Justice Perell began with another SCC case, this time from 1925. In Orpen v. Roberts,7 the SCC concluded that the breach of a municipal by-law did not give rise to a common law cause of action. From this and subsequent authorities he drew the principle that when Parliament introduces a comprehensive statutory scheme containing a statutory cause of action, it intends to preclude tort-based claims based upon a breach of that statute. Justice Perell reviewed the legislative history of the Competition Act. He concluded that in its 1975 amendments Parliament had signalled its intention that the scheme was to be comprehensive and was intended to "preclude a redundant and inefficient common law cause of action for conspiracy".8

Next, Justice Perell turned his attention to the case law that has recognized a common law unlawful means conspiracy, including Watson. He expressed the view that Wakelam had been properly decided and Watson had not, finding that the error in Watson was to frame the question as whether Parliament had intended to provide a "new and superior"9 method of remedying a breach of the statute. The correct question, according to Justice Perell, was whether Parliament had intended to preclude unlawful means conspiracy claims based on a breach of the Competition Act. He noted:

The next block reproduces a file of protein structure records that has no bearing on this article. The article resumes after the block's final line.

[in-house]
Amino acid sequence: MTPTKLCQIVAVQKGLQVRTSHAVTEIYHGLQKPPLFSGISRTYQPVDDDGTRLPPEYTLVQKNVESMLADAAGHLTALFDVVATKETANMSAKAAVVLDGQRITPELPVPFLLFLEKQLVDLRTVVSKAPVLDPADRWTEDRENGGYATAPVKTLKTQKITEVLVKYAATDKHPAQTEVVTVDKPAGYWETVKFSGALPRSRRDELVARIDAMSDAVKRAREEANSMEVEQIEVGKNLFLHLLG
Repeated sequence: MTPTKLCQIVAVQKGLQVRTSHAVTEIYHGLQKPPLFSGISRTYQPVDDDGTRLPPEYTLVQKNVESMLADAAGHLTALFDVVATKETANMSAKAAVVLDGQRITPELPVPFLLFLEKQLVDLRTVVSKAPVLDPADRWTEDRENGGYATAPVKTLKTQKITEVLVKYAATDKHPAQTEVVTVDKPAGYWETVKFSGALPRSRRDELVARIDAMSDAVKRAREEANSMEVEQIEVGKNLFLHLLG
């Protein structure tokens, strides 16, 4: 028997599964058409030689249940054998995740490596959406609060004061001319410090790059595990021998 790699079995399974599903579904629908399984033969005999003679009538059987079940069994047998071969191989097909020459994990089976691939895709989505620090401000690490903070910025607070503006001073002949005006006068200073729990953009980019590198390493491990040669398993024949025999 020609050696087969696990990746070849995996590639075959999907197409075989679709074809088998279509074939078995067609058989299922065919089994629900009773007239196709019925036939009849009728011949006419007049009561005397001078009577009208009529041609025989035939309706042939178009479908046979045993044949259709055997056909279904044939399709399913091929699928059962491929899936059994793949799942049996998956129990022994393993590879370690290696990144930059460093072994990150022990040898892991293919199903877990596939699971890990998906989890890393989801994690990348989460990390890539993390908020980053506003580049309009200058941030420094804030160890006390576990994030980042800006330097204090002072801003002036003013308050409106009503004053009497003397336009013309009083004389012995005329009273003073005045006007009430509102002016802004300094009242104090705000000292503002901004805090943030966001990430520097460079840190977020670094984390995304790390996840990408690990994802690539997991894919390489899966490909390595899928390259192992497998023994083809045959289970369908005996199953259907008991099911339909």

Given the policy pulls of competition law, Parliament was not constrained to only introduce pro-plaintiff amendments to the Competition Act, and, in my opinion, Parliament intended to introduce a statutory cause of action that had a briefer limitation period and that did not admit of punitive damages but did offer plaintiffs a more efficient claim against price fixers.10

Not only did Justice Perell conclude that the statutory cause of action in Section 36 of the Competition Act precluded an unlawful means conspiracy claim, he found that it also precluded unjust enrichment claims based on a breach of the Act. He went on to state that he would have also rejected the unjust enrichment claim on the basis that it would not satisfy the preferable procedure criterion because it would "unnecessarily complicate the class proceeding and likely make it unmanageable".11 He based this conclusion on his finding that the calculation of damages for an unjust enrichment claim would take "the action into largely unexplored legal territory about the calculation of a disgorgement remedy" in circumstances in which "the prospect of an aggregate assessment of damages is feasible making disgorgement redundant".12

This then left the statutory cause of action and the plaintiffs' predominant purpose conspiracy claim. Justice Perell rejected the defendants' submissions that there were no meaningful common issues resulting in their being a lack of commonality in the proof of loss, and elected to certify the statutory cause of action. However, when it came to the plaintiffs' predominant purpose conspiracy, Justice Perell came to a different result. Acknowledging that it was not plain and obvious that the plaintiffs could not succeed with their allegations that the defendants' primary intent had been to injure purchasers of battery products, he found: